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Can employers in Austria ask if staff are vaccinated against Covid-19?

As the pandemic continues, the rules are also changing - including in the workplace - with vaccination status now becoming a topic of debate.

Can employers in Austria ask if staff are vaccinated against Covid-19?
Can your boss ask for your vaccine credentials? (Photo by RAYMOND ROIG / AFP)

According to a labor law expert, employers in Austria have the right to ask employees if they have been vaccinated against Covid-19.

In a report by the Kurier, labor lawyer Wolfgang Mazal said Austrian employers can ask staff if they have received the vaccine, but that doesn’t mean employees have to declare their vaccination status.

Confused? Here’s what you need to know.

What is the law?

Currently, there is no law in Austria that makes it mandatory to be vaccinated against Covid-19.

According to the Chamber of Labor Upper Austria, this means employees cannot be fired for refusing to be vaccinated.

The Chamber also confirmed they would support anyone who was dismissed for this reason in the courts.

Similarly, there is no law against an employer asking a member of staff if they have been vaccinated.

READ MORE: UPDATE: Austria to roll out Covid booster shots in autumn

However, employees are not legally obliged to answer truthfully, whether already employed or during an interview. 

Labor lawyer Mazal even says if someone is asked by their employer if they are vaccinated, they have a legal right to say, “I won’t tell you”.

Furthermore, in a statement by the Chamber of Labor Upper Austria, it is highlighted that vaccination status is considered as private health data, which is covered by data protection laws.

But employees can voluntarily announce their vaccination status to employers if they want to.

Jobs that require vaccination against Covid-19

In Austria, there are a small number of professions that require staff to be vaccinated against Covid-19.

This includes all new health and social workers in Vienna, plus health staff and some childcare workers in Burgenland, Lower Austria and Styria.

In terms of the law, mandatory vaccination in these cases only applies to new hires. For example, an employer can mandate that all job vacancies are only filled by people who have been fully vaccinated. 

READ ALSO: Austria to tighten Covid measures for unvaccinated from Wednesday

This is nothing new in Austria as staff in the health sector in Vienna have been required to be vaccinated against diphtheria, measles, tetanus, mumps, rubella and hepatitis B since 2017. 

However, some legal experts believe that while an employer cannot force existing employees in these roles to be vaccinated, they can fire staff for refusing vaccination as a “last resort”.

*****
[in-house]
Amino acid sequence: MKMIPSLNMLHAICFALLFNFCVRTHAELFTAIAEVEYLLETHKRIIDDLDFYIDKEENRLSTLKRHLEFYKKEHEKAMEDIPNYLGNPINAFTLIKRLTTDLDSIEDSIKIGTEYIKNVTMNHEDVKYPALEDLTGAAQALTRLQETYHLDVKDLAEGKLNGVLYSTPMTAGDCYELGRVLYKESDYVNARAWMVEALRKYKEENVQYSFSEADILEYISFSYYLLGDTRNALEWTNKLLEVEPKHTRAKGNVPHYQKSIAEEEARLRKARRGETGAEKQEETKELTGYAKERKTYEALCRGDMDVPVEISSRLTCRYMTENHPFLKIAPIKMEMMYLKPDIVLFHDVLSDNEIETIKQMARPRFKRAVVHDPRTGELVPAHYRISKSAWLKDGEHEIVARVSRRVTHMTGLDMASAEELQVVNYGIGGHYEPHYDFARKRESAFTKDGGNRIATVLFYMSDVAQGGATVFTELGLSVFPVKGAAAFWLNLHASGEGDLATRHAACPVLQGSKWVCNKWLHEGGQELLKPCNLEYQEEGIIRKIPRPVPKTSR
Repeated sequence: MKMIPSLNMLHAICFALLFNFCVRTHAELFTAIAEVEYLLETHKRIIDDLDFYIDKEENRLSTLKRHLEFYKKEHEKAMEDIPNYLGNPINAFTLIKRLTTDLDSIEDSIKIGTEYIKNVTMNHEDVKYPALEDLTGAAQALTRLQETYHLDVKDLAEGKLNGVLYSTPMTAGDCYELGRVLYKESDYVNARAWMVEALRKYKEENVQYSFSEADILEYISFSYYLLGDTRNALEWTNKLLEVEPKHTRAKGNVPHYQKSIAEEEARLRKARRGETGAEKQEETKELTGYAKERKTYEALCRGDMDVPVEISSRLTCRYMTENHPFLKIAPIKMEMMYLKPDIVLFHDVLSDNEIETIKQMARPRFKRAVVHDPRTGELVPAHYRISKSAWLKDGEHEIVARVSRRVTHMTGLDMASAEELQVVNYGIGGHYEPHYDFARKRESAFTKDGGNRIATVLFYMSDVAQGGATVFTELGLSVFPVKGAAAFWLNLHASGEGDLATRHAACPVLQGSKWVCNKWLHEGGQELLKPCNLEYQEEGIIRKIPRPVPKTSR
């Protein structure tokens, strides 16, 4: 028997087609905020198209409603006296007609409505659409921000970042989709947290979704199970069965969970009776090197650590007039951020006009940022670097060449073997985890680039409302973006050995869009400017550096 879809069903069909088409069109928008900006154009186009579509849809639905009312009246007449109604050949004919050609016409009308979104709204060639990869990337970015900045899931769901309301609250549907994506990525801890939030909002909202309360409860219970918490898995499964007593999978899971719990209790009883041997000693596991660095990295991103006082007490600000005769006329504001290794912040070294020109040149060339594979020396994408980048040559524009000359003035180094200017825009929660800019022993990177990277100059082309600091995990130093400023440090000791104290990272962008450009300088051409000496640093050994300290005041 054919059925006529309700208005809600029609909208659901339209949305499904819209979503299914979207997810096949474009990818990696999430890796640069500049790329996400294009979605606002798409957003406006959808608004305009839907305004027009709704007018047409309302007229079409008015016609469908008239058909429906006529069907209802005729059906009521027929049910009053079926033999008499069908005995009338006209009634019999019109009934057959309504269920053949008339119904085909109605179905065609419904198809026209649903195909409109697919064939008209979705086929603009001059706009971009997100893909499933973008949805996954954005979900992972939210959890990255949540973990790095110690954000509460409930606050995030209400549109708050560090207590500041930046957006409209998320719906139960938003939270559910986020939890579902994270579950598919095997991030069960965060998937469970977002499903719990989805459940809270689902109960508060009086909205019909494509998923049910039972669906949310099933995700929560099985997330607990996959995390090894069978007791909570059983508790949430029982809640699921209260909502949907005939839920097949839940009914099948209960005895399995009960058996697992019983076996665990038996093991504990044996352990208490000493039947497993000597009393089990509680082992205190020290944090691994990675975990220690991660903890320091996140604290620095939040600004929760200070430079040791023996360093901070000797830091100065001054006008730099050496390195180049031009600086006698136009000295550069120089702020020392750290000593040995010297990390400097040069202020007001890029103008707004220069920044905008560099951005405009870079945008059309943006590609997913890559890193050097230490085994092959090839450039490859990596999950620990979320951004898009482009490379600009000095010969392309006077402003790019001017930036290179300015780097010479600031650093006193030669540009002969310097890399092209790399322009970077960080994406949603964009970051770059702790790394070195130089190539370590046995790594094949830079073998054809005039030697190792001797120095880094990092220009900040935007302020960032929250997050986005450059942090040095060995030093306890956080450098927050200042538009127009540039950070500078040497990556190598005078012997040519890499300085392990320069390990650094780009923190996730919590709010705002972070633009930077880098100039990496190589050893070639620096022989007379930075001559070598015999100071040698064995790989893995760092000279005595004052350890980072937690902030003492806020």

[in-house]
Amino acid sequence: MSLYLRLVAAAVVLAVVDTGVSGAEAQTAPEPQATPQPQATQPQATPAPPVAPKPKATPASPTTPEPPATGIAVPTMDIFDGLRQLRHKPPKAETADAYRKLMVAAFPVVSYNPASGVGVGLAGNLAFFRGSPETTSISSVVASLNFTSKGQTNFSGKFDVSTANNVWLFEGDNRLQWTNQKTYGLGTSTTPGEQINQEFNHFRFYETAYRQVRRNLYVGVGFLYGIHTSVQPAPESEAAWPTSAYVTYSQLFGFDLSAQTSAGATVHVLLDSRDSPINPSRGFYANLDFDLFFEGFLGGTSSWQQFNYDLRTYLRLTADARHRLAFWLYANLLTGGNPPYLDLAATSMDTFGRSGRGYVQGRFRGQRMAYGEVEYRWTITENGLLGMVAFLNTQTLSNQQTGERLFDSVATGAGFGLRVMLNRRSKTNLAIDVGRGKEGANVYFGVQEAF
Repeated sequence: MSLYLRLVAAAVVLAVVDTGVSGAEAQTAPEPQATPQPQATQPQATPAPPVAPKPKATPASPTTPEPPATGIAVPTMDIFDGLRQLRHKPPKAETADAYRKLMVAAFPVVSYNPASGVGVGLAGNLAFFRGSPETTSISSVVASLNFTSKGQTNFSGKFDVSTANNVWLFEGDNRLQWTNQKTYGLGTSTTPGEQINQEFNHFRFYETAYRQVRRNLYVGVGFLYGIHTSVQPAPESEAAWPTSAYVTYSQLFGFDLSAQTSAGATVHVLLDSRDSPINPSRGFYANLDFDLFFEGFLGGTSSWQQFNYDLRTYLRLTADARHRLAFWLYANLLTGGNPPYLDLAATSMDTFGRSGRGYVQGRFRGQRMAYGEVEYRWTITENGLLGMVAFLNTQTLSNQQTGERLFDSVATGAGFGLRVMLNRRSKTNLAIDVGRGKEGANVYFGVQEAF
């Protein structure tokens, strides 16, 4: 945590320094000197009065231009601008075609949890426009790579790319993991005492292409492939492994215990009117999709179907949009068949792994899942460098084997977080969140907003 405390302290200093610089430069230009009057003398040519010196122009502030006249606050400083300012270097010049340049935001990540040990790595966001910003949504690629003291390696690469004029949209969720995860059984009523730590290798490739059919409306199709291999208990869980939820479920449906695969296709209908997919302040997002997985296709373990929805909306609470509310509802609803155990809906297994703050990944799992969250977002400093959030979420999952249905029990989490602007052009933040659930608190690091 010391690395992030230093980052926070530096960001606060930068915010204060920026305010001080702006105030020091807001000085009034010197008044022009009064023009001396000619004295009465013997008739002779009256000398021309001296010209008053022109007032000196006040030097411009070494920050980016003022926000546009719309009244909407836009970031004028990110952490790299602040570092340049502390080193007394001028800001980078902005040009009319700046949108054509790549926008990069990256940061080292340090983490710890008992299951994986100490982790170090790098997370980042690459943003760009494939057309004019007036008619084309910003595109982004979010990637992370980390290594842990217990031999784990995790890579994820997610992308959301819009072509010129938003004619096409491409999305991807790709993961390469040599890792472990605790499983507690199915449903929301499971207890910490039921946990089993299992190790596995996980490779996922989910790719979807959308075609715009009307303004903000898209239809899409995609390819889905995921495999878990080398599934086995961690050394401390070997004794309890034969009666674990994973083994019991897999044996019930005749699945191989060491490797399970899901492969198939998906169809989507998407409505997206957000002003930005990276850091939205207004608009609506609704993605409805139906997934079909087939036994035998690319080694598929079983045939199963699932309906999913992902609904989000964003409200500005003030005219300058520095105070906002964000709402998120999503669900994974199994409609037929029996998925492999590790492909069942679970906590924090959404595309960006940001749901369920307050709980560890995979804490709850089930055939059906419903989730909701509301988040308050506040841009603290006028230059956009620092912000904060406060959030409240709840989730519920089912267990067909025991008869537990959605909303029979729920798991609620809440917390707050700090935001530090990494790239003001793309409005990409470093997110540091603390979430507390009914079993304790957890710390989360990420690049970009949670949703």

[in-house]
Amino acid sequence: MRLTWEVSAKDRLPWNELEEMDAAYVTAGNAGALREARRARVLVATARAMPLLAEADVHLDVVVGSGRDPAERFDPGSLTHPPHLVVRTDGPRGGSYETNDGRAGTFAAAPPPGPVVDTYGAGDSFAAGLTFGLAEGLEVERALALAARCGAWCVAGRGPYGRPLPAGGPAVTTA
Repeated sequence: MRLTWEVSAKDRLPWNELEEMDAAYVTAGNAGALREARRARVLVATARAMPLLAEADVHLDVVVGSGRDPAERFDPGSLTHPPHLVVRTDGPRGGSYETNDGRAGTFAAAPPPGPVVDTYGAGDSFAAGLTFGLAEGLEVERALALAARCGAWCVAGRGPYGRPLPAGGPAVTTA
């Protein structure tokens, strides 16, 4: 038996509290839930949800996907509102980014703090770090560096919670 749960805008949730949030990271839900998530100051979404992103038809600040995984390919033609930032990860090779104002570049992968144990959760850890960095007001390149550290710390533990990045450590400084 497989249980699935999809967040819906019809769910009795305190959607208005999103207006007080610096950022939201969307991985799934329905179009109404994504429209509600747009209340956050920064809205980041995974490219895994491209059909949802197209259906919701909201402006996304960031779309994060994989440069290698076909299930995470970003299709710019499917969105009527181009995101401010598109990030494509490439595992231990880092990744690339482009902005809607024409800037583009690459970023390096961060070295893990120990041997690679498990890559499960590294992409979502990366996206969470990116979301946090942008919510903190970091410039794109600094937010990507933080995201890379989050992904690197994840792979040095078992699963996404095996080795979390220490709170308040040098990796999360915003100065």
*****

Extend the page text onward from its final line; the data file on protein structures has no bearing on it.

The reason for this is that employers owe a duty of care to their staff and to customers. 

If a member of staff is refusing to get vaccinated, they are putting other staff and customers at risk – which could have legal repercussions for the company.

But an employer will need to have exhausted all other avenues before terminating someone for not getting vaccinated. 

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COVID-19 VACCINES

Austria’s compulsory vaccine mandate suspended until August

Implementation of the controversial Covid-19 vaccine law has been suspended again following a vote in Austria's parliament.

Austria's compulsory vaccine mandate suspended until August

The suspension of Austria’s mandatory Covid-19 vaccination law has been officially extended until the end of August 2022.

This means the obligation for Austrian residents to get the vaccination currently does not apply, and those who are not vaccinated will not be fined.

The mandate was originally introduced in February but then suspended in March and would have automatically become law on June 1st if the government hadn’t voted in favour of extending the suspension.

READ MORE: EXPLAINED: How Austria’s compulsory vaccine mandate could be back in June

The decision was made following a vote in the Main Committee on Wednesday, May 25th, and only the Social Democratic Party of Austria (SPÖ) voted against the bill, according to ORF.

Health Minister Johannes Rauch (Greens) said the current epidemiological situation in Austria does not require the law to be implemented but it will be reviewed again in August.

Rauch also announced plans for enhanced education and more opportunities to get the vaccine from the end of August to encourage more people to get vaccinated.

READ ALSO: How Austria’s attempt to make vaccines mandatory changed the country

At a press conference on Tuesday about the easing of the mask mandate, Minister of the Constitution Karoline Edtstadler (ÖVP) said: “A focus on the vaccination obligation is currently not justified.”

However, ministers and health experts are still advising people to get a booster of the Covid-19 vaccine before the next winter season to protect against possible new variants and hospitalisation.

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